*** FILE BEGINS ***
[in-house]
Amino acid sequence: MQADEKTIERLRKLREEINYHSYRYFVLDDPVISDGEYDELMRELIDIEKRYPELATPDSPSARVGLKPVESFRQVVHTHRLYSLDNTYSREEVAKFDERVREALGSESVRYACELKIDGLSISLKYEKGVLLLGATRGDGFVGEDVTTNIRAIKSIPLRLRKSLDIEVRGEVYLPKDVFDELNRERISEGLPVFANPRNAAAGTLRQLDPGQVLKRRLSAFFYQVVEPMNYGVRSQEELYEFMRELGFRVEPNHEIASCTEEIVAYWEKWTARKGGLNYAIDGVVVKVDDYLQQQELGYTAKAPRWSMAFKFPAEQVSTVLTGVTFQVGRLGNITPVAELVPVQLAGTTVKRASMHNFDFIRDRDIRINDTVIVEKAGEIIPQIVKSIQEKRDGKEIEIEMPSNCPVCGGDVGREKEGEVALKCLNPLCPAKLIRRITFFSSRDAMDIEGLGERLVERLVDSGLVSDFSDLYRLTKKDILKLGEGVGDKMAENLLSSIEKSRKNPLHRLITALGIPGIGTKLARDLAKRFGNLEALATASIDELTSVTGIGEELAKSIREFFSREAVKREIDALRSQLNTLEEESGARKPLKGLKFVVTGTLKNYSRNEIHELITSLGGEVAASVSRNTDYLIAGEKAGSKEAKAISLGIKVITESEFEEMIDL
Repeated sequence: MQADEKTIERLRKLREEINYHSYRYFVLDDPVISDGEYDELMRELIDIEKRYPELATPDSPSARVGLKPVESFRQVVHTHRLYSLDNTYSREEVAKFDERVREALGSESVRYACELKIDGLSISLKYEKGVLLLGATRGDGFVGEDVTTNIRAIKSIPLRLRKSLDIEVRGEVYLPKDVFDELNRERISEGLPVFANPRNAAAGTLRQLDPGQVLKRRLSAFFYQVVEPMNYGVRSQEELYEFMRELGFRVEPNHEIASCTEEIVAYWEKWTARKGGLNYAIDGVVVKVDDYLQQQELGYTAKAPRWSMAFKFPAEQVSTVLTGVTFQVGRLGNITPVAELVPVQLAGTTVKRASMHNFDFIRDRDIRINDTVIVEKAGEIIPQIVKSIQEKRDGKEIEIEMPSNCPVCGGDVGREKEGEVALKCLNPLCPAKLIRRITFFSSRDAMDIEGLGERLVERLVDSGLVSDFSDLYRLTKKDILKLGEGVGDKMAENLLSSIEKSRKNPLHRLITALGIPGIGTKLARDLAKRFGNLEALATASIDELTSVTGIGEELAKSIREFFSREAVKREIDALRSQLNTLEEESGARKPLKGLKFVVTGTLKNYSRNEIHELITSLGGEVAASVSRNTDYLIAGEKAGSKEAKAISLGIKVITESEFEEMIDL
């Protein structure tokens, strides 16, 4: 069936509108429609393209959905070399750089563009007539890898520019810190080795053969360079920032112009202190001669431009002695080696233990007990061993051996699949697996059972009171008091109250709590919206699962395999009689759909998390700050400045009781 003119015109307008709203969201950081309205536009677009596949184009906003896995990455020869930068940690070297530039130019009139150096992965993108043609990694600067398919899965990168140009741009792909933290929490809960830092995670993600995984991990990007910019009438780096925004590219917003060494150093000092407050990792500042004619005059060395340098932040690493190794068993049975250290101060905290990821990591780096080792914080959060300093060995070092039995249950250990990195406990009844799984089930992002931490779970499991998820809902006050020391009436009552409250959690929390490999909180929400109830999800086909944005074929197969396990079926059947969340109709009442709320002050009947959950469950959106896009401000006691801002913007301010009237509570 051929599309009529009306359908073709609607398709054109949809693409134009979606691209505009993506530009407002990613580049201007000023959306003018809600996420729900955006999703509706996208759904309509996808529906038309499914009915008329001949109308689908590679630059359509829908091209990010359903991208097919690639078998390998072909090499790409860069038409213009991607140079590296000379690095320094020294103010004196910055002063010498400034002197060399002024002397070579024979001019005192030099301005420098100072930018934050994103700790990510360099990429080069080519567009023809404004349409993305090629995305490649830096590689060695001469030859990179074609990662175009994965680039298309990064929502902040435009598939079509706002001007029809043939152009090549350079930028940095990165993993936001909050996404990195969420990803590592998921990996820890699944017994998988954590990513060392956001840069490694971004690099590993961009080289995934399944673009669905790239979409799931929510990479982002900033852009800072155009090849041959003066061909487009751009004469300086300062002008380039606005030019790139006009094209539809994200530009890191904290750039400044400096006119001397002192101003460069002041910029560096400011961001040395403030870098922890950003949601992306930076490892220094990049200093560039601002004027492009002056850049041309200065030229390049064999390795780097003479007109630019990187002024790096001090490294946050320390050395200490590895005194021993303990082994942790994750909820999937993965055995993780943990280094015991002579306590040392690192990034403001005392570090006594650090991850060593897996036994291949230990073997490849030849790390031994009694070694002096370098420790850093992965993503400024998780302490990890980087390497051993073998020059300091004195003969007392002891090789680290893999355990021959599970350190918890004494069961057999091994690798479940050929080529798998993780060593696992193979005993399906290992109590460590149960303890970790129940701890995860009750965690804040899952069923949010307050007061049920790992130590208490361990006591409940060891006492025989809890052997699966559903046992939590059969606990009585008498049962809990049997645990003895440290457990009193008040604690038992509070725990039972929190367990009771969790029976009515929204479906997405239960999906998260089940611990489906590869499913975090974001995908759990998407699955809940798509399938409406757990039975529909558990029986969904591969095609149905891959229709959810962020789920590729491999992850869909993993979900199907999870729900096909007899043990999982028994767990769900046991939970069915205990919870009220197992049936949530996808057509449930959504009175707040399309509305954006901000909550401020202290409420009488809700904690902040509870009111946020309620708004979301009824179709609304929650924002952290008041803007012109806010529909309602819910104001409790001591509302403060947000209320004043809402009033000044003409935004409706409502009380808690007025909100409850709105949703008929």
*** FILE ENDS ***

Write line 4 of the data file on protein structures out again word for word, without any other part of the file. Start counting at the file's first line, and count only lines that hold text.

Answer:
């Protein structure tokens, strides 16, 4: 069936509108429609393209959905070399750089563009007539890898520019810190080795053969360079920032112009202190001669431009002695080696233990007990061993051996699949697996059972009171008091109250709590919206699962395999009689759909998390700050400045009781 003119015109307008709203969201950081309205536009677009596949184009906003896995990455020869930068940690070297530039130019009139150096992965993108043609990694600067398919899965990168140009741009792909933290929490809960830092995670993600995984991990990007910019009438780096925004590219917003060494150093000092407050990792500042004619005059060395340098932040690493190794068993049975250290101060905290990821990591780096080792914080959060300093060995070092039995249950250990990195406990009844799984089930992002931490779970499991998820809902006050020391009436009552409250959690929390490999909180929400109830999800086909944005074929197969396990079926059947969340109709009442709320002050009947959950469950959106896009401000006691801002913007301010009237509570 051929599309009529009306359908073709609607398709054109949809693409134009979606691209505009993506530009407002990613580049201007000023959306003018809600996420729900955006999703509706996208759904309509996808529906038309499914009915008329001949109308689908590679630059359509829908091209990010359903991208097919690639078998390998072909090499790409860069038409213009991607140079590296000379690095320094020294103010004196910055002063010498400034002197060399002024002397070579024979001019005192030099301005420098100072930018934050994103700790990510360099990429080069080519567009023809404004349409993305090629995305490649830096590689060695001469030859990179074609990662175009994965680039298309990064929502902040435009598939079509706002001007029809043939152009090549350079930028940095990165993993936001909050996404990195969420990803590592998921990996820890699944017994998988954590990513060392956001840069490694971004690099590993961009080289995934399944673009669905790239979409799931929510990479982002900033852009800072155009090849041959003066061909487009751009004469300086300062002008380039606005030019790139006009094209539809994200530009890191904290750039400044400096006119001397002192101003460069002041910029560096400011961001040395403030870098922890950003949601992306930076490892220094990049200093560039601002004027492009002056850049041309200065030229390049064999390795780097003479007109630019990187002024790096001090490294946050320390050395200490590895005194021993303990082994942790994750909820999937993965055995993780943990280094015991002579306590040392690192990034403001005392570090006594650090991850060593897996036994291949230990073997490849030849790390031994009694070694002096370098420790850093992965993503400024998780302490990890980087390497051993073998020059300091004195003969007392002891090789680290893999355990021959599970350190918890004494069961057999091994690798479940050929080529798998993780060593696992193979005993399906290992109590460590149960303890970790129940701890995860009750965690804040899952069923949010307050007061049920790992130590208490361990006591409940060891006492025989809890052997699966559903046992939590059969606990009585008498049962809990049997645990003895440290457990009193008040604690038992509070725990039972929190367990009771969790029976009515929204479906997405239960999906998260089940611990489906590869499913975090974001995908759990998407699955809940798509399938409406757990039975529909558990029986969904591969095609149905891959229709959810962020789920590729491999992850869909993993979900199907999870729900096909007899043990999982028994767990769900046991939970069915205990919870009220197992049936949530996808057509449930959504009175707040399309509305954006901000909550401020202290409420009488809700904690902040509870009111946020309620708004979301009824179709609304929650924002952290008041803007012109806010529909309602819910104001409790001591509302403060947000209320004043809402009033000044003409935004409706409502009380808690007025909100409850709105949703008929």